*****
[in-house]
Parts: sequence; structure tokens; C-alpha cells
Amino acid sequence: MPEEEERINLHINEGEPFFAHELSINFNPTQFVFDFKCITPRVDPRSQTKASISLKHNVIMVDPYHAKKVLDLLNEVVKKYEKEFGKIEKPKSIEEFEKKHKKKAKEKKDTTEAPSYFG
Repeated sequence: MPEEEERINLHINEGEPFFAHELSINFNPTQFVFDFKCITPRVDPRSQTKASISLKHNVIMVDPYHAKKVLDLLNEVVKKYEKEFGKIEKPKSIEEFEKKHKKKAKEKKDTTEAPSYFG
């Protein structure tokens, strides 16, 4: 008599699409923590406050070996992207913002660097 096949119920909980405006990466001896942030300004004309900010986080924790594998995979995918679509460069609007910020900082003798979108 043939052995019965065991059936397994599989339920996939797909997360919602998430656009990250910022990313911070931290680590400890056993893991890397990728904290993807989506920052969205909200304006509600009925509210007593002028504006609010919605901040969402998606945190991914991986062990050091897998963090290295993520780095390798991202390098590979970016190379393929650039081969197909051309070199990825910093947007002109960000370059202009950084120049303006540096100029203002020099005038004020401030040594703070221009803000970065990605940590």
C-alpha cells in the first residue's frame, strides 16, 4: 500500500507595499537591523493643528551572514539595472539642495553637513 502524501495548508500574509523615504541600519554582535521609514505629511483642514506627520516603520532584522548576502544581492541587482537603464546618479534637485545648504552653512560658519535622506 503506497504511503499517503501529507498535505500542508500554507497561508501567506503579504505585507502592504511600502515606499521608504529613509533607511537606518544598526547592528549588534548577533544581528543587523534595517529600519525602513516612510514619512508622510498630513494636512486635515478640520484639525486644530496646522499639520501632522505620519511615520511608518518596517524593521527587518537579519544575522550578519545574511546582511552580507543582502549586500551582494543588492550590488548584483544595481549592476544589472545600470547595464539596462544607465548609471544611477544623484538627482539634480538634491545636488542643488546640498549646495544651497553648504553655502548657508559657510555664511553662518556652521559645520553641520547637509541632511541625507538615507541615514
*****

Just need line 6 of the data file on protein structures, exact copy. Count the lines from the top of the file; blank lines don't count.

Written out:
C-alpha cells in the first residue's frame, strides 16, 4: 500500500507595499537591523493643528551572514539595472539642495553637513 502524501495548508500574509523615504541600519554582535521609514505629511483642514506627520516603520532584522548576502544581492541587482537603464546618479534637485545648504552653512560658519535622506 503506497504511503499517503501529507498535505500542508500554507497561508501567506503579504505585507502592504511600502515606499521608504529613509533607511537606518544598526547592528549588534548577533544581528543587523534595517529600519525602513516612510514619512508622510498630513494636512486635515478640520484639525486644530496646522499639520501632522505620519511615520511608518518596517524593521527587518537579519544575522550578519545574511546582511552580507543582502549586500551582494543588492550590488548584483544595481549592476544589472545600470547595464539596462544607465548609471544611477544623484538627482539634480538634491545636488542643488546640498549646495544651497553648504553655502548657508559657510555664511553662518556652521559645520553641520547637509541632511541625507538615507541615514